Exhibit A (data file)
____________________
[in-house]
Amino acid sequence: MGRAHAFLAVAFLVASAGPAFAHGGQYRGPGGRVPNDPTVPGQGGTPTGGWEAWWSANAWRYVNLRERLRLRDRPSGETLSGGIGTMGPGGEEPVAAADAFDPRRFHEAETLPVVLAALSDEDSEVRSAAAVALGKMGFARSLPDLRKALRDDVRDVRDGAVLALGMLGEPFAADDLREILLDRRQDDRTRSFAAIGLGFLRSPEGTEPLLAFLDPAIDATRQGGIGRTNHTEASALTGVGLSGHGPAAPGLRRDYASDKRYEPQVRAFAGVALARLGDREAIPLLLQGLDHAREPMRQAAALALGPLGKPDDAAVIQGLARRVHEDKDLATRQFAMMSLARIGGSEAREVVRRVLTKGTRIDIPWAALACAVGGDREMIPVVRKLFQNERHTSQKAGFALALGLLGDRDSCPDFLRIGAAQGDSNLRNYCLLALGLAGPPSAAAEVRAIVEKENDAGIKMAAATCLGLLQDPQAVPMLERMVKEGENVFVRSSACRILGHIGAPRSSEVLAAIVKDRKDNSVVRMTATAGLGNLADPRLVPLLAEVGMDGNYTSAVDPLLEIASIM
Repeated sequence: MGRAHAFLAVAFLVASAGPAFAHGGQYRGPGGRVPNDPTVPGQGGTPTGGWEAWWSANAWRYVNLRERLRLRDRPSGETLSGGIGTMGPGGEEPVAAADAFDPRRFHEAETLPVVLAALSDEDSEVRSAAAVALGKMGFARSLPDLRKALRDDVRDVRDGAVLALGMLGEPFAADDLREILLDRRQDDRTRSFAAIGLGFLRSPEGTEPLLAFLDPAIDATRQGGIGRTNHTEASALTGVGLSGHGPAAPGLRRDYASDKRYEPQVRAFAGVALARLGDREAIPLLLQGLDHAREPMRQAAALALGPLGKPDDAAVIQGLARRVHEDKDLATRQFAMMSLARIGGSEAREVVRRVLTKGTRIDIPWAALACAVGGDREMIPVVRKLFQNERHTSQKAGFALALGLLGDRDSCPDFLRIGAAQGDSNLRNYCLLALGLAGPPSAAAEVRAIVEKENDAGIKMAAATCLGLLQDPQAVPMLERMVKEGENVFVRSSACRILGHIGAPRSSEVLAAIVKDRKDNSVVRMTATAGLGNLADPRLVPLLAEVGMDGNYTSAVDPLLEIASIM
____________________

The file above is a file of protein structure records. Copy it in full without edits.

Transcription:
[in-house]
Amino acid sequence: MGRAHAFLAVAFLVASAGPAFAHGGQYRGPGGRVPNDPTVPGQGGTPTGGWEAWWSANAWRYVNLRERLRLRDRPSGETLSGGIGTMGPGGEEPVAAADAFDPRRFHEAETLPVVLAALSDEDSEVRSAAAVALGKMGFARSLPDLRKALRDDVRDVRDGAVLALGMLGEPFAADDLREILLDRRQDDRTRSFAAIGLGFLRSPEGTEPLLAFLDPAIDATRQGGIGRTNHTEASALTGVGLSGHGPAAPGLRRDYASDKRYEPQVRAFAGVALARLGDREAIPLLLQGLDHAREPMRQAAALALGPLGKPDDAAVIQGLARRVHEDKDLATRQFAMMSLARIGGSEAREVVRRVLTKGTRIDIPWAALACAVGGDREMIPVVRKLFQNERHTSQKAGFALALGLLGDRDSCPDFLRIGAAQGDSNLRNYCLLALGLAGPPSAAAEVRAIVEKENDAGIKMAAATCLGLLQDPQAVPMLERMVKEGENVFVRSSACRILGHIGAPRSSEVLAAIVKDRKDNSVVRMTATAGLGNLADPRLVPLLAEVGMDGNYTSAVDPLLEIASIM
Repeated sequence: MGRAHAFLAVAFLVASAGPAFAHGGQYRGPGGRVPNDPTVPGQGGTPTGGWEAWWSANAWRYVNLRERLRLRDRPSGETLSGGIGTMGPGGEEPVAAADAFDPRRFHEAETLPVVLAALSDEDSEVRSAAAVALGKMGFARSLPDLRKALRDDVRDVRDGAVLALGMLGEPFAADDLREILLDRRQDDRTRSFAAIGLGFLRSPEGTEPLLAFLDPAIDATRQGGIGRTNHTEASALTGVGLSGHGPAAPGLRRDYASDKRYEPQVRAFAGVALARLGDREAIPLLLQGLDHAREPMRQAAALALGPLGKPDDAAVIQGLARRVHEDKDLATRQFAMMSLARIGGSEAREVVRRVLTKGTRIDIPWAALACAVGGDREMIPVVRKLFQNERHTSQKAGFALALGLLGDRDSCPDFLRIGAAQGDSNLRNYCLLALGLAGPPSAAAEVRAIVEKENDAGIKMAAATCLGLLQDPQAVPMLERMVKEGENVFVRSSACRILGHIGAPRSSEVLAAIVKDRKDNSVVRMTATAGLGNLADPRLVPLLAEVGMDGNYTSAVDPLLEIASIM